Th17 Immune Cells in vivo: Friend or Foe?
In vivo, Th17 cells gave rise to Th1-like cells and also self-renewed and persisted as IL-17A-secreting cells. Th17 cells are not always short-lived or senescent, in fact, some are a less-differentiated subset capable of superior persistence and functionality.
Upon encountering an antigen, T cells bearing CD4+ (a helper marker) proliferate and become polarized. During this process, the cells produce specific signaling molecules called cytokines. This signaling stimulates the T cells to become more specialized. What results is the production of T cell subsets such as Th1, Th17, or others.
Each different pattern of signaling molecules yields a different subset of T cells that are at various points along the path to T cell maturity and senescence. Where the T cell sits along this path influences its ability to sustain survival long enough to become a CD8+ (a memory marker) T cell, which is able to respond to a secondary antigen challenge.
One of the subsets of T cells called the Th17s has developed a bad reputation for enabling cancer’s growth. Based upon in vivo models of maturing T cells, researchers labeled Th17s as tumor promoters because they secrete IL-17A and IL-17F, cytokines implicated in promoting tumorigenesis, especially at early stages of cancer development. Also, Th17s in vivo phenotypically resemble terminally differentiated T cells, so scientists expected their lifespans to be limited, making them unlikely candidates for becoming memory T cells.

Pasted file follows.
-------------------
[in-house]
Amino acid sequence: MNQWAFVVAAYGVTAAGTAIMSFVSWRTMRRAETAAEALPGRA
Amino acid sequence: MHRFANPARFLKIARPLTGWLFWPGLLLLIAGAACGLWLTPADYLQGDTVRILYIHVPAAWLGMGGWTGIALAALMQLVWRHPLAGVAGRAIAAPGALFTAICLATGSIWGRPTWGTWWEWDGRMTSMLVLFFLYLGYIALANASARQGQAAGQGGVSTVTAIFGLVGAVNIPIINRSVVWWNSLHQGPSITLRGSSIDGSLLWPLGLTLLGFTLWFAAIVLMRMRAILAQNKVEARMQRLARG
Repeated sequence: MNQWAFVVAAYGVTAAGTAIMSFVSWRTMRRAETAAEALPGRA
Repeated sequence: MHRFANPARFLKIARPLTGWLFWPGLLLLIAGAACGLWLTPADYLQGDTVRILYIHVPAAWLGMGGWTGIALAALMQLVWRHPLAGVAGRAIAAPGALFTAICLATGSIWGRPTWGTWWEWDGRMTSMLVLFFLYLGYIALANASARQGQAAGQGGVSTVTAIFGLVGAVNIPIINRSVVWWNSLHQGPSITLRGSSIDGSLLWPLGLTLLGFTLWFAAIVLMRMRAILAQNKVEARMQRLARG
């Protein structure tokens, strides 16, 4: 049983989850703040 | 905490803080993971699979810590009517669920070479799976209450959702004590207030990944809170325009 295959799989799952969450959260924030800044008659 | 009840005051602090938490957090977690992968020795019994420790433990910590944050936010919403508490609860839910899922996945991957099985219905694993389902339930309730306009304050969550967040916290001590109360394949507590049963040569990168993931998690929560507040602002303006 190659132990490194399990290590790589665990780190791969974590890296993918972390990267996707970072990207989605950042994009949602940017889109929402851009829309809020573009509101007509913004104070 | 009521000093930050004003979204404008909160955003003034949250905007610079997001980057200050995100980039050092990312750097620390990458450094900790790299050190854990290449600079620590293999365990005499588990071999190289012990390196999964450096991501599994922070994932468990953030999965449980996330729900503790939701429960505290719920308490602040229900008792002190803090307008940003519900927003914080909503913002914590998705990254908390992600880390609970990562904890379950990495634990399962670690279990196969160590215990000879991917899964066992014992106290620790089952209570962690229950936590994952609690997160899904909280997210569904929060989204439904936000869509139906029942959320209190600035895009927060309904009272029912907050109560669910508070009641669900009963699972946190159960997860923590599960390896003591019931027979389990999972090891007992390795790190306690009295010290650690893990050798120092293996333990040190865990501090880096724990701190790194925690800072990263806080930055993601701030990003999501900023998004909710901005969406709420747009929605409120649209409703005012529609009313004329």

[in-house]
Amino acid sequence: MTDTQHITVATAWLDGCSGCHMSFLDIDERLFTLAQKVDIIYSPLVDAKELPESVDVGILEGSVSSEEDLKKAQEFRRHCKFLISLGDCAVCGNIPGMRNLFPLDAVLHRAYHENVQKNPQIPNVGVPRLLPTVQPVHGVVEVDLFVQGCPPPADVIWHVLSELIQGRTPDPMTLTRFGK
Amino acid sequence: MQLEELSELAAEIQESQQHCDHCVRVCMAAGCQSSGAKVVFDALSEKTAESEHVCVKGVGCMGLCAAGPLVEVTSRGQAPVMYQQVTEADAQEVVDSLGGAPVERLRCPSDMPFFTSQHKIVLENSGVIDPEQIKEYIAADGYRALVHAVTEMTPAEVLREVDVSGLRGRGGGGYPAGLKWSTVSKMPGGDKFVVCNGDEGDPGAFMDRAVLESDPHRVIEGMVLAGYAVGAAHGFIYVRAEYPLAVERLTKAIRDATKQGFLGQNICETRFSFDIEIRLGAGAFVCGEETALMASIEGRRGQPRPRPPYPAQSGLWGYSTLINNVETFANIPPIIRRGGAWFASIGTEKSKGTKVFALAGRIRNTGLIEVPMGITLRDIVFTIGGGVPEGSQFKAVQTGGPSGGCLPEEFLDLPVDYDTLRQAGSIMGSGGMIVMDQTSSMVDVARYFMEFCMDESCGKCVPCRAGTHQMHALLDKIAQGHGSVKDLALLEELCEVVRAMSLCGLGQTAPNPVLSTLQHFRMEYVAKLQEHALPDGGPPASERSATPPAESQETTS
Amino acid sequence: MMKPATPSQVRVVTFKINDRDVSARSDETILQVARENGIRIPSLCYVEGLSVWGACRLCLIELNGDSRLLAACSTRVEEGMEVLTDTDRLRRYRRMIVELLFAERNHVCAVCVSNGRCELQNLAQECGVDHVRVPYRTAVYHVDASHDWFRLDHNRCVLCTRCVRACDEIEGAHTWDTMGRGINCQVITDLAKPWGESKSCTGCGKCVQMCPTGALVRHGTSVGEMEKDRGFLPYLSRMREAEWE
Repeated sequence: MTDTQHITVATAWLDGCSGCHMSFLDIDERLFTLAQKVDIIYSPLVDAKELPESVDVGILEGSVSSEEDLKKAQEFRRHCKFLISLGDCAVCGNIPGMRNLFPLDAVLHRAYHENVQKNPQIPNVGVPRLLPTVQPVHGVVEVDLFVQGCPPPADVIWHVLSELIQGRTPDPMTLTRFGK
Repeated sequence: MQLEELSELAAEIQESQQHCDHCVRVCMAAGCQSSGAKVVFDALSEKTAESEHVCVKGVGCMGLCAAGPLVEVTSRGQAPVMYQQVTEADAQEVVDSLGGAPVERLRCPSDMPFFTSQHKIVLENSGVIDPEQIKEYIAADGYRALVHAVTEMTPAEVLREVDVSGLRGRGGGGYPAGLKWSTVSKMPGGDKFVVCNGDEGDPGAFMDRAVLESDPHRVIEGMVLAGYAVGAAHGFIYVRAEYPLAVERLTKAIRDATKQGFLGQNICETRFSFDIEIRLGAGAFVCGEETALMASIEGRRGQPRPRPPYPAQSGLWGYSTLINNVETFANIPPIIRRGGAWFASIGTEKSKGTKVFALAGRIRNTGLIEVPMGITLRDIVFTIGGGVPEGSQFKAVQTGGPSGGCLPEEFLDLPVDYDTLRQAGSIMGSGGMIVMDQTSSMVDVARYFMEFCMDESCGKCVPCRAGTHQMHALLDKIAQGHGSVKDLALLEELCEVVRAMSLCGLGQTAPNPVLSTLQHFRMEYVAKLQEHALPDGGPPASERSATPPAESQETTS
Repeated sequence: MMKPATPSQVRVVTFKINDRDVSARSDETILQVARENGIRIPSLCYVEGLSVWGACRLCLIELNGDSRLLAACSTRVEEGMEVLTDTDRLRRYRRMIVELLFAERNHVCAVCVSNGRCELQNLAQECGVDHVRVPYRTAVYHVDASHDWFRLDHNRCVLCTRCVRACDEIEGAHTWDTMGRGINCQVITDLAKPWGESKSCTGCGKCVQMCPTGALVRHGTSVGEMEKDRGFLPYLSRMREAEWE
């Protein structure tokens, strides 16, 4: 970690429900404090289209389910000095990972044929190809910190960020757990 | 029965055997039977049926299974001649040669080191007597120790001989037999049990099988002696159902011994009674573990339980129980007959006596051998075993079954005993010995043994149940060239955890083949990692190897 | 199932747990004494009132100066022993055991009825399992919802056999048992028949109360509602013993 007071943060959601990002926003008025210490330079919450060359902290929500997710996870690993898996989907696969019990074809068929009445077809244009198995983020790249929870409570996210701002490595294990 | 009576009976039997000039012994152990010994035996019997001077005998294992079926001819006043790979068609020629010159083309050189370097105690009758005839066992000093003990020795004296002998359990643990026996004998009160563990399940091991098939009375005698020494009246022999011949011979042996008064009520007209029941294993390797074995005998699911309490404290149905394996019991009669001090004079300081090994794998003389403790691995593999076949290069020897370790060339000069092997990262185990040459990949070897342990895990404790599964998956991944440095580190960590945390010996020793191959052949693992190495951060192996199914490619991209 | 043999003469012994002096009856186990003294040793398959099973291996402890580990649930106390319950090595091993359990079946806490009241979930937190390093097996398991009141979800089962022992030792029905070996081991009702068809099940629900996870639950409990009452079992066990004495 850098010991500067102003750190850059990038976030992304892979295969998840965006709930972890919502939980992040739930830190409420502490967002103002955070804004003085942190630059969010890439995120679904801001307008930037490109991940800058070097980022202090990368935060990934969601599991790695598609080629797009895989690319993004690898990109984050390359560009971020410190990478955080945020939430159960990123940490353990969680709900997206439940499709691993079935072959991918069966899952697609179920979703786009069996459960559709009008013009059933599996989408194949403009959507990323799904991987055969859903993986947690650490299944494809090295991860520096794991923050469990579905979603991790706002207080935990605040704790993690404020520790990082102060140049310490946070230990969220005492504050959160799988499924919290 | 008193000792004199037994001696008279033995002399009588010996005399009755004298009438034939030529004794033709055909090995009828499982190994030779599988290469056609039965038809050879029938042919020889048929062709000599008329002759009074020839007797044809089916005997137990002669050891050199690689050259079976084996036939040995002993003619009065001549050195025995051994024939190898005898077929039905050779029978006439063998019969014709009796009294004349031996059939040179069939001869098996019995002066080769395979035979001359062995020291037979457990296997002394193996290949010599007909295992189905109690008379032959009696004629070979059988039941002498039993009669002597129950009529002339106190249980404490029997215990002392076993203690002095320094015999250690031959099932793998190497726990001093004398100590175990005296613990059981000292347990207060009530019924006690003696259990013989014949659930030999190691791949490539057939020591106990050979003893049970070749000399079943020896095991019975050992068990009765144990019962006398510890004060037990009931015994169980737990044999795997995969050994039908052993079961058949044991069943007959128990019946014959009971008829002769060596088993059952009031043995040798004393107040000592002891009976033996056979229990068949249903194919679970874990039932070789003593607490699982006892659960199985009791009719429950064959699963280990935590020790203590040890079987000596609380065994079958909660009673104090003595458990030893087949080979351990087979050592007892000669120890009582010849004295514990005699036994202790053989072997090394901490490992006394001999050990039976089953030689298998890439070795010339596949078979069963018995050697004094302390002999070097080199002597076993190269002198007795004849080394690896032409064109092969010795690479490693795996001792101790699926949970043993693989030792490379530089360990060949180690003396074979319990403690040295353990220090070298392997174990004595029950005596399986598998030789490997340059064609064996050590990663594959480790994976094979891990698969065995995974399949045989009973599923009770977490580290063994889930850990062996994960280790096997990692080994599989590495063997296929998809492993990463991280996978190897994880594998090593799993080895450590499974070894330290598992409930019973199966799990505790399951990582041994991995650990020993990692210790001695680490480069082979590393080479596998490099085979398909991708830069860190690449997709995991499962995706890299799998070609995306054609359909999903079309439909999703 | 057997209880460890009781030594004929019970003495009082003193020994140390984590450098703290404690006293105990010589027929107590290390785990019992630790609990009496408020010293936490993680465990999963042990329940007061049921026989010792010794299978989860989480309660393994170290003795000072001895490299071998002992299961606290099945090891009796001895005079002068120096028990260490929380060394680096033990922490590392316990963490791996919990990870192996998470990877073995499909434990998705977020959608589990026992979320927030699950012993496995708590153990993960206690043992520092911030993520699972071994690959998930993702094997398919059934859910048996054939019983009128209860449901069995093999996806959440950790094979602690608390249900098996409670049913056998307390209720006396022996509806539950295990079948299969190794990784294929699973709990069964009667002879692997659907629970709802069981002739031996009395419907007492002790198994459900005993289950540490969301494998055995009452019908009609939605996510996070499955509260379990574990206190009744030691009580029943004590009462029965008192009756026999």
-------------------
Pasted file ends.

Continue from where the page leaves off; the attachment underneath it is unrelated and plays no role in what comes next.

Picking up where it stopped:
Th17s reputation may now be improving, however. CCR’s Nicholas Restifo, M.D., and Pawel Muranski, M.D., recently reported in Immunity in vivo findings that point to a quite different role for these immune cells. Working with their collaborators, they showed that, in vivo, in addition to sharing very similar gene expression profiles with immature immune memory (CD8+) T cells, Th17s express high levels of Tcf7, a protein that is a direct target of the Wnt/β-catenin axis. This Wnt signaling network drives T cells toward specific points along their maturity pathways.
Restifo and his collaborators discovered that Th17s in vivo are actually “early” memory T cells that can generate a Th1-helper-like subset of cells, which are capable of secreting large quantities of the cytokine interferon (IFN) γ and signaling for the elimination of cancer. Th17s also self-renew and secrete additional cytokines.
Following in vivo adoptive transfer, Th17 cells massively expanded, engrafted, and persisted. So rather than promoting oncogenesis, Th17s actually tackle cancer by generating Th1-helper-like cells that rally additional immune cells against cancerous growths. This makes Th17s more friend than foe in the battle against cancer.Summary Posted: 12/2011
Th17 Cells Are Long Lived and Retain a Stem Cell-like Molecular Signature. PubMed Link